There are currently two methods of calculating the contact spring stiffness and they are briefly discussed below.
This method is the default method and uses the size of the contact segment and its material properties to determine the contact spring stiffness. As this method depends on the material constants and the size of the segments, it works effectively when the material stiffness parameters between the contacting surfaces are of the same order-of-magnitude. In cases where dissimilar materials come into contact, the contact might break down, as the stiffness, which is roughly the minimum of the slave and master stiffness, may be too small. This frequently happens with soft dense foams contact metal materials. Consequently, for crash analysis we do not recommend the option,
SOFT=0, unless prior experience shows that no problems occur.
This non-default method calculates the stiffness of the linear contact springs based on the nodal masses that come into contact and the global time step size. The resulting contact stiffness is independent of the material constants and is well suited for treating contact between bodies of dissimilar materials. The stiffness is found by taking the nodal mass divided by the square of the time step size with a scale factor to ensure stability. Generally, for the case of metals contacting metals the resulting penalty stiffness for
SOFT=1 is similar. For the case where soft dense foams contact metal, the option,
SOFT=1 often gives interface stiffness that are one or two orders-of-magnitude greater. The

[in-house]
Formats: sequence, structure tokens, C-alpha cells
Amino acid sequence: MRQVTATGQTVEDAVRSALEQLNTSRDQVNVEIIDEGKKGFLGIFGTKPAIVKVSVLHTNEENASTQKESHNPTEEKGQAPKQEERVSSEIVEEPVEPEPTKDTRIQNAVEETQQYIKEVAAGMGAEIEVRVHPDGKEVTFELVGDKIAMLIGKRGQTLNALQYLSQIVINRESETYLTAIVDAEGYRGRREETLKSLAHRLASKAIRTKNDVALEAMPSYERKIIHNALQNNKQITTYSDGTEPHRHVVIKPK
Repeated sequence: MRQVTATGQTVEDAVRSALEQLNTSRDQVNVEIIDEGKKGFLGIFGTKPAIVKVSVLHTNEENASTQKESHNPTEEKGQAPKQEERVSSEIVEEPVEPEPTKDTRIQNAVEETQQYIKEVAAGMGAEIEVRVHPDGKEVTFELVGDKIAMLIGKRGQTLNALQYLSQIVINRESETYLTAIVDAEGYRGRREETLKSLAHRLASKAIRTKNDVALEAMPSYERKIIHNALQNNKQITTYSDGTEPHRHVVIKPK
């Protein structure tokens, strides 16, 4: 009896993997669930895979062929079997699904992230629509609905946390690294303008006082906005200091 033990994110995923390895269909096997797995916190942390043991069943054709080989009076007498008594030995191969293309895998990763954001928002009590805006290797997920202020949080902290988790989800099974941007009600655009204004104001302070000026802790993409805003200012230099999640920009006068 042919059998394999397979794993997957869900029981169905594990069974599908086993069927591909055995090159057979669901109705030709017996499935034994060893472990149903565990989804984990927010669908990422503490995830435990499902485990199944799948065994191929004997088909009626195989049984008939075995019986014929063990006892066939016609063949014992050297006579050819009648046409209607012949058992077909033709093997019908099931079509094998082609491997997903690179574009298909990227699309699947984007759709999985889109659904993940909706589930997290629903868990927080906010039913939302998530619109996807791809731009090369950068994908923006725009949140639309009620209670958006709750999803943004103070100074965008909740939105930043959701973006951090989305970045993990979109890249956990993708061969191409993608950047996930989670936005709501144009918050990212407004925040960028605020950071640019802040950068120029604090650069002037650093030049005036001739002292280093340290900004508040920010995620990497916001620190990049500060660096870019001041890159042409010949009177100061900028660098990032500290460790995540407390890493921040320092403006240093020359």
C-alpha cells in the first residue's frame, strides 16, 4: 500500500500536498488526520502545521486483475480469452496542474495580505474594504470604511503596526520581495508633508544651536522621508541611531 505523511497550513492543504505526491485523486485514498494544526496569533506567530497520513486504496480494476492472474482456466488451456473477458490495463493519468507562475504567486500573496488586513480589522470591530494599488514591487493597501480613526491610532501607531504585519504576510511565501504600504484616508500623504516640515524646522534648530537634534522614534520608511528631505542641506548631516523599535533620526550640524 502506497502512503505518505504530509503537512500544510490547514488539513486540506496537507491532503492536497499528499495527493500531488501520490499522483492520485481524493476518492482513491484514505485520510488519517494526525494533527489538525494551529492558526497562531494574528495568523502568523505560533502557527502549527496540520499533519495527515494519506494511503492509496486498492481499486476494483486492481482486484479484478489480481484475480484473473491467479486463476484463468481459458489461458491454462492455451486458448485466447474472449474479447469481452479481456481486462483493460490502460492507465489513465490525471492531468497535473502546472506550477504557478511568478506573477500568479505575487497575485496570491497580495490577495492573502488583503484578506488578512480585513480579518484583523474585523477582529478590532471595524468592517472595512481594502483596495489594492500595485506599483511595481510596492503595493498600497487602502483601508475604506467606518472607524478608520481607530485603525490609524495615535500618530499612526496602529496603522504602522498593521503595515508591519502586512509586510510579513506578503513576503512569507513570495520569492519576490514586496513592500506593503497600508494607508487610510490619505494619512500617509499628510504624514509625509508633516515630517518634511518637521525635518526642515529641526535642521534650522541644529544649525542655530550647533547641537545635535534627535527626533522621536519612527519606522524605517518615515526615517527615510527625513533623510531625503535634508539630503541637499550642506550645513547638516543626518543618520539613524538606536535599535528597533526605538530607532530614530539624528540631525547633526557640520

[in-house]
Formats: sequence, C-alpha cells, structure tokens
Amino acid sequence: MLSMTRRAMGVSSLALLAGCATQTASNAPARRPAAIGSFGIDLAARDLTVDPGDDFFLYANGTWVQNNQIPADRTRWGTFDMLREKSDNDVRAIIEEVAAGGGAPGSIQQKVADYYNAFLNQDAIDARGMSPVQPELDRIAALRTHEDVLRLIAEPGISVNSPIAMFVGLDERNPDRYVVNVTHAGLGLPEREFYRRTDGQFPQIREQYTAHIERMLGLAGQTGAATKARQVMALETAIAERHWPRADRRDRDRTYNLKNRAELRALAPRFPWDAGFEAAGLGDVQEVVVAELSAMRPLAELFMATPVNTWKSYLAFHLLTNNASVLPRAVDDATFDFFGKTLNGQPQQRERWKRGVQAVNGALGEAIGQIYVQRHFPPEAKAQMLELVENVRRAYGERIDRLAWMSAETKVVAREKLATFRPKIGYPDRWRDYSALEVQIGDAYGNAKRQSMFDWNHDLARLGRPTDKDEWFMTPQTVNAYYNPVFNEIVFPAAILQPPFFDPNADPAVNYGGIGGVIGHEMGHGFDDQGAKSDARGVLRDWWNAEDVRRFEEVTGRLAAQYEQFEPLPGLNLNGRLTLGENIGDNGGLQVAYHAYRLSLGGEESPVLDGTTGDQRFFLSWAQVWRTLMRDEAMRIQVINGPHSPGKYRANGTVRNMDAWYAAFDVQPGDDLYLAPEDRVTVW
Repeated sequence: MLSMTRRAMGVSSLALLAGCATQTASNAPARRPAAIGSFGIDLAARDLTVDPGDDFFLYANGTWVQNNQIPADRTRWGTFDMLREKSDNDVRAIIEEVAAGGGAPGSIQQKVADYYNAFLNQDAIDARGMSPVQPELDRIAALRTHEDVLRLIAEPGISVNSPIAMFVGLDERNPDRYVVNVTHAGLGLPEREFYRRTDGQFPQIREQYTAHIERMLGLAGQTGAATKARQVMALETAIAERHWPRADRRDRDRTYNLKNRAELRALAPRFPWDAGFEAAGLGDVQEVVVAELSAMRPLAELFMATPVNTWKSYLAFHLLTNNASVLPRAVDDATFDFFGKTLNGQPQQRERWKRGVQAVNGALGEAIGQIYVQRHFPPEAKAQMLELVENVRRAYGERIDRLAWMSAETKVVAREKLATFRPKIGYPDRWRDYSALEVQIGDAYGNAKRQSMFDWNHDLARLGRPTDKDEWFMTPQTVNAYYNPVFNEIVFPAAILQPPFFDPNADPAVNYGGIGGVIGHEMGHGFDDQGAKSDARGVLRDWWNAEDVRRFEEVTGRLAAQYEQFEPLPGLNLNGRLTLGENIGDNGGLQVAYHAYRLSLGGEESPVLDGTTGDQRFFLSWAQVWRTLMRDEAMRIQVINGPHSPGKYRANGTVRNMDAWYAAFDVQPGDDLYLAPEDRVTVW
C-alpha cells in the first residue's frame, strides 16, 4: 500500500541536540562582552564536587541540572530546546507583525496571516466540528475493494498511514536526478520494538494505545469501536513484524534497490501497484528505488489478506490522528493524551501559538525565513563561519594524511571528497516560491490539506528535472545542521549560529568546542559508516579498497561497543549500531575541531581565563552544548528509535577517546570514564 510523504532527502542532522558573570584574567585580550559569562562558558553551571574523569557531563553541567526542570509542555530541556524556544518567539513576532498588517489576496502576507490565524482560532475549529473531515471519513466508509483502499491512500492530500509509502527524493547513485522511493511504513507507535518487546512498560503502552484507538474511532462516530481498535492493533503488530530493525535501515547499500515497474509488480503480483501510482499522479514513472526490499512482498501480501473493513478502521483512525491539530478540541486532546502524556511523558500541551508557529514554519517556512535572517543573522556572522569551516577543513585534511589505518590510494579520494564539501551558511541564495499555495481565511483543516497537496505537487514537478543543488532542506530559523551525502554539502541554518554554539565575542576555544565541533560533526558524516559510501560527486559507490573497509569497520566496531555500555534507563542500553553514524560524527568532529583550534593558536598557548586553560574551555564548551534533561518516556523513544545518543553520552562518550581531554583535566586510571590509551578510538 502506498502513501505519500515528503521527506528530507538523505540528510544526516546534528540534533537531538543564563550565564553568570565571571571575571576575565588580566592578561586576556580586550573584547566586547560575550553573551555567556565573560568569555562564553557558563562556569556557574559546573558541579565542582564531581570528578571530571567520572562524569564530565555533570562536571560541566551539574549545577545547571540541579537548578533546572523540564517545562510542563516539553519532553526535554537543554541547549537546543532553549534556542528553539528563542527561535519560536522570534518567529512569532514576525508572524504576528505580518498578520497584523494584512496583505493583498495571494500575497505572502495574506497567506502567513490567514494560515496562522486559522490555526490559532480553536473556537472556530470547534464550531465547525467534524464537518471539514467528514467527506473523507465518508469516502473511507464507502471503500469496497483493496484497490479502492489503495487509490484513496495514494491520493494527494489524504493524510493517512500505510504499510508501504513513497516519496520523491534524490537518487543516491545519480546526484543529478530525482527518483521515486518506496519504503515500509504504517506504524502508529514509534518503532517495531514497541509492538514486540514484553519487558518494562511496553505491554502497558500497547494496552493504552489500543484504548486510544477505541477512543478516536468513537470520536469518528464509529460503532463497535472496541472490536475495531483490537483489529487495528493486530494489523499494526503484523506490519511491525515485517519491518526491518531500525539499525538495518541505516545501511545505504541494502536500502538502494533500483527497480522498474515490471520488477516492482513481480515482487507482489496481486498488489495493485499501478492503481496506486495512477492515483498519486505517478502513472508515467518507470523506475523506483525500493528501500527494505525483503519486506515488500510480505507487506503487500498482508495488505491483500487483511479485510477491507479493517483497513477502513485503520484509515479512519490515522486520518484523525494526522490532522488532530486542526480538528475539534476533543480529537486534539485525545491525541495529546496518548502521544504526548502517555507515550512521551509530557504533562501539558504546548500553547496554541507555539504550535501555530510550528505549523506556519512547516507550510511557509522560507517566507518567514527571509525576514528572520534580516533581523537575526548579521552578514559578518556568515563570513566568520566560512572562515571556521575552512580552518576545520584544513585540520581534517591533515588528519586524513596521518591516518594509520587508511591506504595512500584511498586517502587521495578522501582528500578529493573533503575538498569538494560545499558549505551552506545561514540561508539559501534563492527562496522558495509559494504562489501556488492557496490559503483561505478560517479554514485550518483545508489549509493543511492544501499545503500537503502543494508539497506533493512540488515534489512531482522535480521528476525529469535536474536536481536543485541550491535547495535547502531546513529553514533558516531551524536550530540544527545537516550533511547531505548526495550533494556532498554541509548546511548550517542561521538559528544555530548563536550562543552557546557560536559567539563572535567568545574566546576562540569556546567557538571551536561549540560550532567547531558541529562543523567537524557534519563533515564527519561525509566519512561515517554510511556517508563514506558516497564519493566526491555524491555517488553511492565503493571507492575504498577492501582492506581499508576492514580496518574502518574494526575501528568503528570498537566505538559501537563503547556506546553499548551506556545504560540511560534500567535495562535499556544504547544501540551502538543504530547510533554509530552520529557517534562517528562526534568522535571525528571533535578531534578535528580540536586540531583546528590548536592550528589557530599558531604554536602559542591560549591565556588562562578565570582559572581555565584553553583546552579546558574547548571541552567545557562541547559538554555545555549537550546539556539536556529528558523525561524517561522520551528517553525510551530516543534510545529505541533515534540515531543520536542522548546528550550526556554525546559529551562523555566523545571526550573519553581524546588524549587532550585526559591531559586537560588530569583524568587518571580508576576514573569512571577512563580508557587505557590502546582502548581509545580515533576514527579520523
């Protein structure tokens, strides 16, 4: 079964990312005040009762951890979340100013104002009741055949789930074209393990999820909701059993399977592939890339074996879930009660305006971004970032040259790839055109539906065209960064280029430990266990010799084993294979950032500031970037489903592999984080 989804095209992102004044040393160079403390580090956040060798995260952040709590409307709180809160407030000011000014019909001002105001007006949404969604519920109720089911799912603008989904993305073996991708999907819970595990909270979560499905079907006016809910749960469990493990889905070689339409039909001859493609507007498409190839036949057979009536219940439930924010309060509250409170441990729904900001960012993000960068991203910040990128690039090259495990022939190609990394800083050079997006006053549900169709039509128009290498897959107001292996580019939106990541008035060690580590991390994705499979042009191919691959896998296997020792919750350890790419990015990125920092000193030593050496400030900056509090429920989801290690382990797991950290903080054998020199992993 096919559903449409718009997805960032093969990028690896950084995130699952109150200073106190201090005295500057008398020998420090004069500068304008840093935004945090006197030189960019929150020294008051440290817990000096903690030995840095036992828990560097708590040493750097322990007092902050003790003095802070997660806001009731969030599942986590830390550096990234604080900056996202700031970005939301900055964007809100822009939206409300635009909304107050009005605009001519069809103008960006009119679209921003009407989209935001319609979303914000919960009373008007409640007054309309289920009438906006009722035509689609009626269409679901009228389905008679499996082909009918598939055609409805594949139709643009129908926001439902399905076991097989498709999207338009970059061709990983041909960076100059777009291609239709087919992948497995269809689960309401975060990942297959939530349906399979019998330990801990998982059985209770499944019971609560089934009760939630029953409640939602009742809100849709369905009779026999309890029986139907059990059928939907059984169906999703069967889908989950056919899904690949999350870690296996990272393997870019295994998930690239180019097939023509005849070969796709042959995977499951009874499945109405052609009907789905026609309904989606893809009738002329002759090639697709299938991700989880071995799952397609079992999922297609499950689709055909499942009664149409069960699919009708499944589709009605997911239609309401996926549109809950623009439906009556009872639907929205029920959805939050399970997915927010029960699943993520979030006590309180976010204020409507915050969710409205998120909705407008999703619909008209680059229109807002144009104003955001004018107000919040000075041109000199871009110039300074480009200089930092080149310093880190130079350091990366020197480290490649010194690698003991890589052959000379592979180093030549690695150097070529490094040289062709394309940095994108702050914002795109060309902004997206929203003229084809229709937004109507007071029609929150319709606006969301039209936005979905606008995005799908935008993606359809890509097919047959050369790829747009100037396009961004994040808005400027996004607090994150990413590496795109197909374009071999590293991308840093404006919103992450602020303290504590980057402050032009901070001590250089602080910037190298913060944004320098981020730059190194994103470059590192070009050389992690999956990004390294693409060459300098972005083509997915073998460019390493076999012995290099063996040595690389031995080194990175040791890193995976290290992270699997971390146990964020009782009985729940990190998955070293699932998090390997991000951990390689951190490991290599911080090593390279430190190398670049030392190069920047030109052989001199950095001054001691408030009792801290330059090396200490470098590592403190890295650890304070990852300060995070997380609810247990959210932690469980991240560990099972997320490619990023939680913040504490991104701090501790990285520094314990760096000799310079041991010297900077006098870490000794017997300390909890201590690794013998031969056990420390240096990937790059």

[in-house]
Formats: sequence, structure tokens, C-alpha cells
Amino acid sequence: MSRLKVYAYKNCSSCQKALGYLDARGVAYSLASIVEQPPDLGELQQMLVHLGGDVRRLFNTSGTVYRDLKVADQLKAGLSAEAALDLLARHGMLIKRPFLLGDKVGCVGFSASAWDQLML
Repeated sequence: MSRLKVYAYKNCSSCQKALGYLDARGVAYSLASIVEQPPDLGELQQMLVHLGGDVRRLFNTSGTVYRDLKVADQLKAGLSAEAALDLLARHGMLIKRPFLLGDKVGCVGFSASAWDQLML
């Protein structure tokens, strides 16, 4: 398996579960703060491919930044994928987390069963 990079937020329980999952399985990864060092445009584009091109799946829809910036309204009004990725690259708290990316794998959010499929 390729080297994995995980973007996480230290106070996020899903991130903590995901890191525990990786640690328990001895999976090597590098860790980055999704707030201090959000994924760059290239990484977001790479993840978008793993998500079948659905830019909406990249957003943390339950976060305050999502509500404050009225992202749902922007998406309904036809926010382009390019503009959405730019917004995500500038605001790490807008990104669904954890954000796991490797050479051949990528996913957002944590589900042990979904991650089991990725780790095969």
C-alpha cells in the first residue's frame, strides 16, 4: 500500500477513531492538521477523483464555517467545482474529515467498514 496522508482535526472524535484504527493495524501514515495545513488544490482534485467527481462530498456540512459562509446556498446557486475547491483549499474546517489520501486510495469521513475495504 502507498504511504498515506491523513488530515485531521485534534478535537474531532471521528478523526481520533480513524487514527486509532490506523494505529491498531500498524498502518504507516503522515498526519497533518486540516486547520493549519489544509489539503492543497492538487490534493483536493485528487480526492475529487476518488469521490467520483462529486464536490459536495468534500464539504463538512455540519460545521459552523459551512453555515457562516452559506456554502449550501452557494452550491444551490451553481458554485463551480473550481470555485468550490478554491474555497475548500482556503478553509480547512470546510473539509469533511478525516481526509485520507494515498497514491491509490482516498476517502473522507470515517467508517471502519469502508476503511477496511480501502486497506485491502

SOFT=1 option is recommended for impact analysis where dissimilar materials come into contact.
SOFT=2 option uses mass and time step based penalty stiffness as in
SOFT=2 invokes a segment-based contact algorithm which has it origins in Pinball contact developed by Belytschko and his co-workers. With this contact algorithm, contact between segments is treated ratherthan using the usual node-to-segment treatment. When two 4-noded segments come into contact, forces are applied to eight nodes to resist segment penetration. This treatment has the effect of distributing forces more realistically and sometimes is quite effective for very stubborn contact problems. The
SOFT=2 option is available for SMP as well as MPP calculations. Beam contact is not handled by
SOFT=2 type contact. Further,
SOFT=2 is available only for surface-to-surface and single surface contacts and not for nodes-to-surface contacts. The optional parameter EDGE on Optional Card Ashould be used cautiously when segment-edge-to-segment-edge contact is anticipated and
SOFT is set to 2.